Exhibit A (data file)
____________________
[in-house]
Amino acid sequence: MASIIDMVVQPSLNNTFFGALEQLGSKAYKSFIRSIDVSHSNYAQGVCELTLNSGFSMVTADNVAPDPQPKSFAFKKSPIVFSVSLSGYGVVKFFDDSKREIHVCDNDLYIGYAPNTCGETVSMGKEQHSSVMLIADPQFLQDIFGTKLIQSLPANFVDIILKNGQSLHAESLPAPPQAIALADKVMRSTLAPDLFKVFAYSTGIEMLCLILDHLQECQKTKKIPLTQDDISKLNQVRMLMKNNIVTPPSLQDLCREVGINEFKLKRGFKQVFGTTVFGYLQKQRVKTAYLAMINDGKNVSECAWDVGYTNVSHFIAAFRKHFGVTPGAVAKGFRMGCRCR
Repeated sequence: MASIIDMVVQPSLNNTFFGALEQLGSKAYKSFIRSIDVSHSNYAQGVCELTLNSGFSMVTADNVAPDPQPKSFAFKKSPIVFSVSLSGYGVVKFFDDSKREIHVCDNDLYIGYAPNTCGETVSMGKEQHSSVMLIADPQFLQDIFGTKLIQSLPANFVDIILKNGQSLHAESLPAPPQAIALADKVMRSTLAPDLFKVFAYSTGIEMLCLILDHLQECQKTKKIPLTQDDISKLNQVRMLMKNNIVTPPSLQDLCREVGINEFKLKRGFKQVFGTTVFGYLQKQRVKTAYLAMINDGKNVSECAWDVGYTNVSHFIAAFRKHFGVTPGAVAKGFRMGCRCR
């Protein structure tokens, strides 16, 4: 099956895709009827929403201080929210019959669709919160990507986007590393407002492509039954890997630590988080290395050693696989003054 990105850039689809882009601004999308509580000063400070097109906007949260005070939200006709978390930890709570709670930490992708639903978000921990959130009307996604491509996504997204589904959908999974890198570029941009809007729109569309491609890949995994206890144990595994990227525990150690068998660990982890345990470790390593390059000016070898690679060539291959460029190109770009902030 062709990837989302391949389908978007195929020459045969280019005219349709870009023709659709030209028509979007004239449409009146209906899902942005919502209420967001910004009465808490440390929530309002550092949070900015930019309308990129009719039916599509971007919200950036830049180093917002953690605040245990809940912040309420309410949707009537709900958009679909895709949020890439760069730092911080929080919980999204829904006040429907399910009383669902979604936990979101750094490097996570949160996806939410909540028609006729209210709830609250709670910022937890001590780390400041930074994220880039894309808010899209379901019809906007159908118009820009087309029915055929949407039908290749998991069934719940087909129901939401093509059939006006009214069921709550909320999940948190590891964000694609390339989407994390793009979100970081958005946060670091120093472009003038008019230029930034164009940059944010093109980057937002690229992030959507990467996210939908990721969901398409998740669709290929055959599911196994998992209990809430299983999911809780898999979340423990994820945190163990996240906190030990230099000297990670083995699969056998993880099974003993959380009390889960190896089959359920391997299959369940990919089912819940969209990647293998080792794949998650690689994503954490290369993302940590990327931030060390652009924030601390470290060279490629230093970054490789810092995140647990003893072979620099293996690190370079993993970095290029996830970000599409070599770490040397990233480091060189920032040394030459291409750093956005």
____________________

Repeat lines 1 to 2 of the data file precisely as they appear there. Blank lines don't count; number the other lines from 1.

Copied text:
[in-house]
Amino acid sequence: MASIIDMVVQPSLNNTFFGALEQLGSKAYKSFIRSIDVSHSNYAQGVCELTLNSGFSMVTADNVAPDPQPKSFAFKKSPIVFSVSLSGYGVVKFFDDSKREIHVCDNDLYIGYAPNTCGETVSMGKEQHSSVMLIADPQFLQDIFGTKLIQSLPANFVDIILKNGQSLHAESLPAPPQAIALADKVMRSTLAPDLFKVFAYSTGIEMLCLILDHLQECQKTKKIPLTQDDISKLNQVRMLMKNNIVTPPSLQDLCREVGINEFKLKRGFKQVFGTTVFGYLQKQRVKTAYLAMINDGKNVSECAWDVGYTNVSHFIAAFRKHFGVTPGAVAKGFRMGCRCR